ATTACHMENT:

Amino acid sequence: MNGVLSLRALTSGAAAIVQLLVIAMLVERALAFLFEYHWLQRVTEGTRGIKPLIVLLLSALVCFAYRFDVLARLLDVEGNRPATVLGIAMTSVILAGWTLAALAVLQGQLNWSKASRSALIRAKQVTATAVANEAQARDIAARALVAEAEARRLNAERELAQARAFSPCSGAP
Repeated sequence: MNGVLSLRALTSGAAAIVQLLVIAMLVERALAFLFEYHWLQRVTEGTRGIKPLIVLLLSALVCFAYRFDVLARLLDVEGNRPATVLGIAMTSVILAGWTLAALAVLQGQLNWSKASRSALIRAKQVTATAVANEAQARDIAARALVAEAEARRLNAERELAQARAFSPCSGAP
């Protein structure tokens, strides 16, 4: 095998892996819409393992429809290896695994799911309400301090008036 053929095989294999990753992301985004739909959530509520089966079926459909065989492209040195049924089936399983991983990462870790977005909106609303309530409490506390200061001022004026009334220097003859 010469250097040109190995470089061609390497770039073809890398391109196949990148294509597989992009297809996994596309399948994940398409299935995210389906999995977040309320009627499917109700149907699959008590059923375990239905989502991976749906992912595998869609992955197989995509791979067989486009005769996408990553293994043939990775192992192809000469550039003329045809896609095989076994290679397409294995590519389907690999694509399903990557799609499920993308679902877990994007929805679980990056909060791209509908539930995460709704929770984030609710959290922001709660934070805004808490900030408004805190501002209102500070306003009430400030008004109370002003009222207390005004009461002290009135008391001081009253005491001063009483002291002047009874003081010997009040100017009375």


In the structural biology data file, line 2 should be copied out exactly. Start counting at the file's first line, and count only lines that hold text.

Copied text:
Repeated sequence: MNGVLSLRALTSGAAAIVQLLVIAMLVERALAFLFEYHWLQRVTEGTRGIKPLIVLLLSALVCFAYRFDVLARLLDVEGNRPATVLGIAMTSVILAGWTLAALAVLQGQLNWSKASRSALIRAKQVTATAVANEAQARDIAARALVAEAEARRLNAERELAQARAFSPCSGAP